In 2010, the journalist Rana Ayyub spent eight months undercover in Gujarat. Ayyub, who was then working for Tehelka magazine, posed as a filmmaker. She met bureaucrats and senior police officials in Gujarat who held pivotal positions in the state between 2001 and 2010. The transcripts of the sting operation, unpublished so far, form the core of her book Gujarat Files: Anatomy of a Cover Up. The self-published book narrates what the officials revealed about the complicity of the state machinery in the anti-Muslim violence in 2002, as well as in “encounters” such as the one that resulted in the killing of Ishrat Jehan, and the murder of the state home minister Haren Pandya, events that accompanied the consolidation of power in Gujarat by Narendra Modi and Amit Shah.
In the following excerpt from the book, Ayyub recounts the aftermath of a crucial exposé, and what led her to adopting an undercover identity.
With able help from human rights activists and officers who provided me with evidence, I made one of the most sensational exposés of 2010. These were the call records of the then Minister of State for Home Affairs, Amit Shah, and top officers during the course of encounters. Accompanying the call records was a damning internal Official Secrets Act note. The minister’s activity was being monitored by the state CID and the note alleged that the encounter was a sinister plot to kill innocents and label them terrorists.
The exposé created ripples in the political fraternity. Phone calls from the CBI poured in asking Tehelka to hand them those records which were later placed before the Supreme Court. I continued to stay at Hotel Ambassador in Ahmedabad, which by now had become my second home. Located in the predominantly Muslim locality of Khanpur, this was a rather unassuming place for me to stay at. I would discover later that the state BJP office was only blocks away. I was suddenly in the public eye. BJP leaders spoke about a certain young chap called Ayyub who had made the disclosure. For some reason the idea of a female investigative journalist had not crossed their minds. I was not complaining, it only allowed me to go about my work discreetly. But this did not last long. A few days into the exposé, my phone received a text from an unknown number which read, “We know where you are.”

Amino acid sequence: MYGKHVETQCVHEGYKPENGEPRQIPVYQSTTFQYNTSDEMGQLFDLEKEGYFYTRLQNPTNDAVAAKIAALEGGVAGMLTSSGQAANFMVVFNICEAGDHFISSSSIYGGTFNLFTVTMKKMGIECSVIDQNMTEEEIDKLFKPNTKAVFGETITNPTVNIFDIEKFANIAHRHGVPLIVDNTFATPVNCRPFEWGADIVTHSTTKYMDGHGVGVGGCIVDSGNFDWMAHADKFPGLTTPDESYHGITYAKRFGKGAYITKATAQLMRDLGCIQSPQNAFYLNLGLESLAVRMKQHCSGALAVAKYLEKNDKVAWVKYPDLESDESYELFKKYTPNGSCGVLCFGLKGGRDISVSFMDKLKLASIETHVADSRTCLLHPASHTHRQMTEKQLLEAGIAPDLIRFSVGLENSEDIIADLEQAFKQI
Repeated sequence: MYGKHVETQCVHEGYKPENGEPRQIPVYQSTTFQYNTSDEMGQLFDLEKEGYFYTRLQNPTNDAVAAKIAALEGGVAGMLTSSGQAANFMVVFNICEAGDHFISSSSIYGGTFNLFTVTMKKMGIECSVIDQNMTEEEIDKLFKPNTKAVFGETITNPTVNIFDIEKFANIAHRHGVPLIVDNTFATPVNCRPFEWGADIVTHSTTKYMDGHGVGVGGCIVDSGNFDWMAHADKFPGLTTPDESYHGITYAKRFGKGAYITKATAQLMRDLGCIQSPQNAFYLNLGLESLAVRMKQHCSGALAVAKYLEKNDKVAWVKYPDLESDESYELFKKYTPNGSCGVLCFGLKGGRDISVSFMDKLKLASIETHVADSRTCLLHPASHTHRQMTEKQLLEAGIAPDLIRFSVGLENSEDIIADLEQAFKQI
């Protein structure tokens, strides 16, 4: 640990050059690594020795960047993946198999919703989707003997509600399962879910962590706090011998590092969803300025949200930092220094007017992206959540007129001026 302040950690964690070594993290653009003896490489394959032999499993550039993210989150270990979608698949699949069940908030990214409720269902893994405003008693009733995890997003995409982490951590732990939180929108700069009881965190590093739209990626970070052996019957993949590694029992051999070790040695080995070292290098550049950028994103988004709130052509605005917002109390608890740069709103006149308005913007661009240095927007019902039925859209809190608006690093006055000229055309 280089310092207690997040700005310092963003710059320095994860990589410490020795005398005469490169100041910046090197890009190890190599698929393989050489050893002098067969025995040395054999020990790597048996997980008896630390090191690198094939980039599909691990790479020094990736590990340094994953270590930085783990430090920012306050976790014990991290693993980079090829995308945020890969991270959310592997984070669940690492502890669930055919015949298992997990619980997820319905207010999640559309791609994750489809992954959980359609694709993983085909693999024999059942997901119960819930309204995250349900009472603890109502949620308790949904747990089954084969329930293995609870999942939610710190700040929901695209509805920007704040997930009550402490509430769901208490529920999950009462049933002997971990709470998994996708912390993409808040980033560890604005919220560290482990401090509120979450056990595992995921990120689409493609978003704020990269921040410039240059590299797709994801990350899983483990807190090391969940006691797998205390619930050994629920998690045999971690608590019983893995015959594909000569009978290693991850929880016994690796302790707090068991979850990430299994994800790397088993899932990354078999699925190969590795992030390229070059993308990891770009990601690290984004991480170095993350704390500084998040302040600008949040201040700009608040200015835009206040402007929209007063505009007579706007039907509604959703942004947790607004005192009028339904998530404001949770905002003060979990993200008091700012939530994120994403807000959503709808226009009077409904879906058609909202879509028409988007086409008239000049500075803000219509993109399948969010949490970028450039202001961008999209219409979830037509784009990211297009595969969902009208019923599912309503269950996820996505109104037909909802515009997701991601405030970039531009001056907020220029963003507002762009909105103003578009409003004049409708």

Life had indeed changed; from that day on I changed my accommodation every third day, from the IIM campus in Ahmedabad to guesthouses, hostels, and gymkhanas. I had begun to operate like a fugitive. By this time, landlines had replaced mobile phone communication for me. Finally having provided all the evidence I could dig up to the CBI and writing my follow-up reports, I landed in Mumbai and decided to get back to some semblance of routine.